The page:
are we on the verge of overthinking this? It us just ambient air being pumped by the air pump. The 2 check valves after the y, if functioning, keep exhaust gases from going into the rubber y hose. I would think the tape wrap would be sufficient. I do not think it is like there is a pressure sensor measuring the secondary air. So tape and be done.
Or get a used y hose from a breaker.
My 2 cents . I don’t think you are going for concours, are you Paul?

No, just want something that WORKS, JimD. Hell, if I wanted Concours I wouldn’t have gone with a N.O.S. OEM one-way (gold/brass) valve and an aftermarket (black metal) one that is actually a GM app. :laughing:

2 - Dump it overboard, and put a rubber plug into the hole in the filter housing.
3 - There are no threaded holes for the 12 “air pipes”, the air tubes are a"slip fit" into the holes with a couple of small “O” rings. Go to Kirbert’s book on how to plug the 12 air holes.

As you wish, kind barrister!

Thanks guys. I’m still thing about going with Lock’s suggestion. :thinking: I decided to pop the hood myself and see what is going on under there, now that my tech bud is apparently on some extended “break” somewhere. First thing I noticed in the system is that the hose coming out the back of the air pump has apparently rotted and fallen off (is that maybe the source of that constant, even whistling sound whenever engine is running? :roll_eyes:). Here I assumed it was a vacuum leak. Also saw the two bolt heads on the passenger side thermostat cover that got twisted off by you-know-who. I don’t see any way in hell he is doing to get the rest of them out (absent drilling the remnants out), since only a slight “spindle” is still present where both of them were. :angry: I’m tempted to just go with what was done re: the 3 or 4 valve cover bolts on Superblue that I discovered twisted off when I went to replace her valve cover gasket a couple of years ago - the offending party had just use shouldered nuts to fasten the cover down for same. :open_mouth:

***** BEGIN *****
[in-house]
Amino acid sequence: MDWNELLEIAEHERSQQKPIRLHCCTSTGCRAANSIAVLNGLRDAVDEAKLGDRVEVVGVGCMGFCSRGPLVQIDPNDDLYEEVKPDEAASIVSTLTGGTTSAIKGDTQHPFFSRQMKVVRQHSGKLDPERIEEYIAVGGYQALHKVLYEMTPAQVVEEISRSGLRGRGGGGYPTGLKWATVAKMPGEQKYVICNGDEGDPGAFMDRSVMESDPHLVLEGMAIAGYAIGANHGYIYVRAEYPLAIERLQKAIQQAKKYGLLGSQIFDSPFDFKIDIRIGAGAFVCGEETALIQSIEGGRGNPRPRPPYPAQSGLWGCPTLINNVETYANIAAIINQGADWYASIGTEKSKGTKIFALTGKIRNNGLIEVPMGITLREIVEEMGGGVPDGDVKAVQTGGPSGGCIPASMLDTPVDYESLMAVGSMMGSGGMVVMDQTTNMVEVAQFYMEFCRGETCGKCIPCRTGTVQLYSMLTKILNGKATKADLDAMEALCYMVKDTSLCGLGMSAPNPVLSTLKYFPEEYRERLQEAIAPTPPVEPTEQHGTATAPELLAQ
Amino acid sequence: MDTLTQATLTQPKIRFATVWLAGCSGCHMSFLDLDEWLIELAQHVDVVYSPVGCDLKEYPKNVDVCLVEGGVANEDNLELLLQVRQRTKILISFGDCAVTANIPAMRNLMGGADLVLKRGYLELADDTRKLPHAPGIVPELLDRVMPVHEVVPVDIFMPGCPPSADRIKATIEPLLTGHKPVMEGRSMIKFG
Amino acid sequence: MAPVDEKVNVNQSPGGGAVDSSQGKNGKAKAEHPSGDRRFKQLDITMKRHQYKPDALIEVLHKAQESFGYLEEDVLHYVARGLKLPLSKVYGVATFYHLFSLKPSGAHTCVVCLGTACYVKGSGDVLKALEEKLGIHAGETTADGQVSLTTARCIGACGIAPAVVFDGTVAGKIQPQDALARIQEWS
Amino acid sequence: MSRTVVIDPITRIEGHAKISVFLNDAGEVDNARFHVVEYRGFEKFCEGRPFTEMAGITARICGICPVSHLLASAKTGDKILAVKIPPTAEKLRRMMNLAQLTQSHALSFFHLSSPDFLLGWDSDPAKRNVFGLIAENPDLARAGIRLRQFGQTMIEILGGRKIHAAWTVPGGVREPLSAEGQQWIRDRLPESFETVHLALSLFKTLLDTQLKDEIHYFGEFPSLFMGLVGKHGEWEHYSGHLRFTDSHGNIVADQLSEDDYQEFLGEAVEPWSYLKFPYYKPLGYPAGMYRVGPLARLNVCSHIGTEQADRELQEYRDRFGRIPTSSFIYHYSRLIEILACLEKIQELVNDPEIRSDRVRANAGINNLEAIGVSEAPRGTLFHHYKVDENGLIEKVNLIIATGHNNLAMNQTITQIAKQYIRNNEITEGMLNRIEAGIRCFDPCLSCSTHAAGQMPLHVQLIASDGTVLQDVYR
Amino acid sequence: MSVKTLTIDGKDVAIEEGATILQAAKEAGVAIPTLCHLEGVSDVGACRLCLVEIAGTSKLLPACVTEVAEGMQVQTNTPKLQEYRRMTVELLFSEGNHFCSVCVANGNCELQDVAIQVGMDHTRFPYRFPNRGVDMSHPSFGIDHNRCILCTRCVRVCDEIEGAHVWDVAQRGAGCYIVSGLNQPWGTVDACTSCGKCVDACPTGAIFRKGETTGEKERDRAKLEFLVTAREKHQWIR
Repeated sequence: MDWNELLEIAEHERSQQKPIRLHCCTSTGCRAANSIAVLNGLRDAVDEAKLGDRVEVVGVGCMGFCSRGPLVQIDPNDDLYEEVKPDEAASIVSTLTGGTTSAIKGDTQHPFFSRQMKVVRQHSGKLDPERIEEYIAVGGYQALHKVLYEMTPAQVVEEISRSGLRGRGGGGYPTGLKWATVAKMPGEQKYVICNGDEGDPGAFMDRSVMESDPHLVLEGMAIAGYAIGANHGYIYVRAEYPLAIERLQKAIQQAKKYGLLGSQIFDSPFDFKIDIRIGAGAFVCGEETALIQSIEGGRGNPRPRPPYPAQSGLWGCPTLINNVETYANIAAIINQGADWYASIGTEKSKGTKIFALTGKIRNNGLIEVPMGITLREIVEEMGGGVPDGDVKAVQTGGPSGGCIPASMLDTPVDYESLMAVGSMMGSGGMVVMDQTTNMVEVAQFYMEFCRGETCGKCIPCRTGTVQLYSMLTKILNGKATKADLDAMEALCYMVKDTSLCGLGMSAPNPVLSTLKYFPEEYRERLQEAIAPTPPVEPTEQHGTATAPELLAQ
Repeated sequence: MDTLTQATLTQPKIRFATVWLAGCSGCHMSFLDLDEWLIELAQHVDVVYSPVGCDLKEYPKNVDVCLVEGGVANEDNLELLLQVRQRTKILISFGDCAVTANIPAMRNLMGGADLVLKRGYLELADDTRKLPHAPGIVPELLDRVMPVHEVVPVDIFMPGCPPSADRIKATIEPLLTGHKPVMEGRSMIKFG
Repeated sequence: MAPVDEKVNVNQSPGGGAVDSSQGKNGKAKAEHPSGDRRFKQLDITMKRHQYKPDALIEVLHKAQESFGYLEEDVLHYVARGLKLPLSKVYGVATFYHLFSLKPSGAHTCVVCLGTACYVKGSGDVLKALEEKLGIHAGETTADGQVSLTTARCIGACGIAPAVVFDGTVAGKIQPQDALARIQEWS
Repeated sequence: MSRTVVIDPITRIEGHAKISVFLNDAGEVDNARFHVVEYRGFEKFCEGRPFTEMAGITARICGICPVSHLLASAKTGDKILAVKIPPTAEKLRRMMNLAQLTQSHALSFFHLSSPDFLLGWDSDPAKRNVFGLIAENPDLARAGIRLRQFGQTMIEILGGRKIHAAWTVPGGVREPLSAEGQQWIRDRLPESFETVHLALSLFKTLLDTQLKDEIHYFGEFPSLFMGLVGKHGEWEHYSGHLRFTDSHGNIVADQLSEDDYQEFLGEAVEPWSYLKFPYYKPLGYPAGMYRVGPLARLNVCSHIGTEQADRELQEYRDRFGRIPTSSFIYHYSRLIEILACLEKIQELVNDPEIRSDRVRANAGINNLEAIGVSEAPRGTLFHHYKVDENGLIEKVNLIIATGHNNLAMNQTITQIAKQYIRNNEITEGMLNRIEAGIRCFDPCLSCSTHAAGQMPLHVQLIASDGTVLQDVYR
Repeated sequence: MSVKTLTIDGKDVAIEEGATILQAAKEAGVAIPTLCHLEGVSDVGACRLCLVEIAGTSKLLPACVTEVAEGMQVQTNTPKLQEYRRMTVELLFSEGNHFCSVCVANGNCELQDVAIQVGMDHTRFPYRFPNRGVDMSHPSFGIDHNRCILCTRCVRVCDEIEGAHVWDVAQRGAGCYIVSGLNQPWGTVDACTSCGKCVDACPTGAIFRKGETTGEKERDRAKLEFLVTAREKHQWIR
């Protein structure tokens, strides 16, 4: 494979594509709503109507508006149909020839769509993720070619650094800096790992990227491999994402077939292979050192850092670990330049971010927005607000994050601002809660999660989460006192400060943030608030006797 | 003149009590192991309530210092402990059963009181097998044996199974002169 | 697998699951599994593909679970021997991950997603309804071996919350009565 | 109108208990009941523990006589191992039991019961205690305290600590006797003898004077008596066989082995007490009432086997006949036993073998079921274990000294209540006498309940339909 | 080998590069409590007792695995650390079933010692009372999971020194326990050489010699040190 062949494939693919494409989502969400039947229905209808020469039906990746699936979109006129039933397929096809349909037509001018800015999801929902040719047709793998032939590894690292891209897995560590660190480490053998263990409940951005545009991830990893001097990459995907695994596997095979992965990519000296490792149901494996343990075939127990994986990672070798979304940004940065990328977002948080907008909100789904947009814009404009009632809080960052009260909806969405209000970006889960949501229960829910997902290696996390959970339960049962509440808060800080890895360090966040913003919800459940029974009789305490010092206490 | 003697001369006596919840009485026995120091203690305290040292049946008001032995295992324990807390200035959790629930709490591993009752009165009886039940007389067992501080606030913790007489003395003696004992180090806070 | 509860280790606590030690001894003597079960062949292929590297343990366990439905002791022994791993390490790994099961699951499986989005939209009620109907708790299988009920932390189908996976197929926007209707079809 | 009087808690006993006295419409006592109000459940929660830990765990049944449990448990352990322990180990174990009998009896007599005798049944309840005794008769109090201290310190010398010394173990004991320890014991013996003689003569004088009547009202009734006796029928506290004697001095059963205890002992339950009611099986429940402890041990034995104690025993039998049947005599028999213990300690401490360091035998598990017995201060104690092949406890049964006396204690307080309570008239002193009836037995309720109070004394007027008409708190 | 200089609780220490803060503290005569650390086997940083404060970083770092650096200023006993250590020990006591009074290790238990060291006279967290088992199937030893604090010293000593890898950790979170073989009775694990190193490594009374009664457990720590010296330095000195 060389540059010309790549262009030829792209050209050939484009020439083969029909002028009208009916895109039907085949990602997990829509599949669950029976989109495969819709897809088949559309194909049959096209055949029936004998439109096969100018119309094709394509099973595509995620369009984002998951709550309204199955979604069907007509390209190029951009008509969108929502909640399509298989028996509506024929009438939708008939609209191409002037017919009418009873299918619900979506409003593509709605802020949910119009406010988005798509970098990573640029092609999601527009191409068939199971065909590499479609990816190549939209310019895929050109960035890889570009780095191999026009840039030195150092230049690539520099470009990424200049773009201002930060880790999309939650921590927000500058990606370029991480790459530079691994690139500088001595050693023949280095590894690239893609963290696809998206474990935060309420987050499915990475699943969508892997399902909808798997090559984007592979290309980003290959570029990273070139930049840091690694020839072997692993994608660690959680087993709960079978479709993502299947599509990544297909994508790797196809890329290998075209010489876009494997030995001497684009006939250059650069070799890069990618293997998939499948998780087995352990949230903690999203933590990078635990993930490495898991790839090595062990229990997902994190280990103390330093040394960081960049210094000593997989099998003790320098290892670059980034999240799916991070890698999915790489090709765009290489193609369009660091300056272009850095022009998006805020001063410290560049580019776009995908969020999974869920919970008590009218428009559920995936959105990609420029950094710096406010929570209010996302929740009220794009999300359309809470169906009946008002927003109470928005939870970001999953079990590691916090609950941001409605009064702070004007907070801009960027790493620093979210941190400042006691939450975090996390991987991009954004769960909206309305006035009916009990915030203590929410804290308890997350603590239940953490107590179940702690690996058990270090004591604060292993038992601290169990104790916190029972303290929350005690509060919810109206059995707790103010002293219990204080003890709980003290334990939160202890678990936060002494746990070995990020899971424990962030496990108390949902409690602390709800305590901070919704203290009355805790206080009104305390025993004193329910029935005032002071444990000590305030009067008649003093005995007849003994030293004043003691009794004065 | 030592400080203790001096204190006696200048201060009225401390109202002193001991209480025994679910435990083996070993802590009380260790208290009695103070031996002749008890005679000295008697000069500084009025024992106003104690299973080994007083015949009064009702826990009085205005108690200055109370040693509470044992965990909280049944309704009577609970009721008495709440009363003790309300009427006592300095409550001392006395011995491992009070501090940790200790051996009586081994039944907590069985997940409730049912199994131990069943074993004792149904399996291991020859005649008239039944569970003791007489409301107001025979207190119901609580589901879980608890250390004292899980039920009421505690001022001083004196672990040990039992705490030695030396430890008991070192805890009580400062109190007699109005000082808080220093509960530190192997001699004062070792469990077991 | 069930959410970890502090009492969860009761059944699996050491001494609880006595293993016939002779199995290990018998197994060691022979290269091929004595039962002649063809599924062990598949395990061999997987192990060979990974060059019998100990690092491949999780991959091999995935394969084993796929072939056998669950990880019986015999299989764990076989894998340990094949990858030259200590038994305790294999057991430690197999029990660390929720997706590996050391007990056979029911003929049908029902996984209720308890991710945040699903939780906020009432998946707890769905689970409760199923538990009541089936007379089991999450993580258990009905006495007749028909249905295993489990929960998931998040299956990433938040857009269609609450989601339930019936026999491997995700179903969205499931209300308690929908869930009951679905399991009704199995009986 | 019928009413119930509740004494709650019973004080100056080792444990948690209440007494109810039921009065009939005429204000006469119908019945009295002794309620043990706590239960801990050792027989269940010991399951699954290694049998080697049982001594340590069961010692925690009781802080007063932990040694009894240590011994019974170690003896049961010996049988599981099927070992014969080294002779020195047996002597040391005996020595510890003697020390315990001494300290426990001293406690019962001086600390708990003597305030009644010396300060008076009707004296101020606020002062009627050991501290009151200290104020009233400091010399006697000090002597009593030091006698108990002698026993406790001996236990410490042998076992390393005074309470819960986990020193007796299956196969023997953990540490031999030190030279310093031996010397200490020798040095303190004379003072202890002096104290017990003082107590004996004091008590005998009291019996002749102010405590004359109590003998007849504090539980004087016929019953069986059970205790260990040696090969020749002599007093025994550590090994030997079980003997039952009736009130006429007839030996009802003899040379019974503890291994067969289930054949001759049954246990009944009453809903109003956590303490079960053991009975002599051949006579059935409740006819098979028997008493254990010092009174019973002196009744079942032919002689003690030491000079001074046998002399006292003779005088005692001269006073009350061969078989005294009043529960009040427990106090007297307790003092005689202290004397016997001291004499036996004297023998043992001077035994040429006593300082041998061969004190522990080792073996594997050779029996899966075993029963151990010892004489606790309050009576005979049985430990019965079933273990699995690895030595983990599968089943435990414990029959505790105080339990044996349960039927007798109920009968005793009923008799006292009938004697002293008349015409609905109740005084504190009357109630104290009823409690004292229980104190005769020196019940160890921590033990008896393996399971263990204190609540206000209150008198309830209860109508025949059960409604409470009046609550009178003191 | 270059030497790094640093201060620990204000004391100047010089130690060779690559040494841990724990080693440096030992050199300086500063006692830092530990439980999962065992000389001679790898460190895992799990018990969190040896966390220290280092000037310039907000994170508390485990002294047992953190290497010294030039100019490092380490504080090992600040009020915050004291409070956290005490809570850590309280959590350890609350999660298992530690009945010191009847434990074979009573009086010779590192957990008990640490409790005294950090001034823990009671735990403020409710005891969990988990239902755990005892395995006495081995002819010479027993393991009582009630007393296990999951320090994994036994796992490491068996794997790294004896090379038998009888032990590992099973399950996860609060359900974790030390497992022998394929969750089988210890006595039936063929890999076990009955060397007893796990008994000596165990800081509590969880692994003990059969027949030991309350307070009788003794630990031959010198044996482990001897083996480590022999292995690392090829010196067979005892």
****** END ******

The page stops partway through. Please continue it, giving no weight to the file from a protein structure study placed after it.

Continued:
btw, whacked the backside of my head on that stupid “low” hood at the front when I was examining the thermos cover bolts. Which model and MY Honda struts are we supposed to substitute for the OEM ones again to gain additional “headroom” under there? :exploding_head: I was about ready to toss my new OEM ones anyway since they have started “creaking” already (and no, it’s NOT the hood hinges) … I guess that’s what I get for going with cheap aftermarket ones … :blush:

Well, to answer my own question, I finally tracked down the struts. What is odd is that I found no mention of hood struts in the Book, initially, but then when I went to check out an article in the 9 Lives CD the authors attribute their info on the subject to the Book. Go figure. (Kirby?) :confused:

Anyway, since the CD was compiled 17 years ago and presumably the article was even older than that, it appears the particular struts mentioned in the article are N.L.A… However, the current version for an '84 Honda Accord hatchback is Mighty Lift # C95038 or Sachs # SG226002, both had for around $22 apiece at AZ. What puzzles me though is that these struts, when fully extended, only do so less than 2 1/2" more than the Jaguar OEM struts (i.e. about 20" v 22"). That doesn’t seem to be a big improvement in work/head room. ? I was expecting them might extend at least a foot longer than the Jag struts. :disappointed:

Couple alternatives to consider…

  1. if you have a place you work on the car that is undercover, you can create a bonnet lift/suspension system. Archives or BernardEmbkem site.

  2. go to HF and buy a couple of moving blankets. Lay them across the roof. Dismount bonnet and with a helper shift it to rest on the roof on the blankets to protect car finish. Or put the bonnet over in the corner protected by the blankets

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Overthinking yes…very risky trying to make a hose…common sense should rule

Because of the leverage, that extension results in the hood opening quite a bit farther – far enough that you’d need to check that the grille doesn’t get damaged against the bumper. If you want to see exactly how far it will open, just disconnect your present struts and lift the hood until the attachment points for the struts are as far apart as the spec for those Honda struts. You can also check for possible grille damage while you’re at it.

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First week I got my XJS (Oct 2018) I bought those Honda struts Kirby recommended. Hood only went up a tiny bit more than before, but I’ve never had issues with it getting in my way. ???

Maybe you got a smaller head than me, Gregmatic … ? :laughing: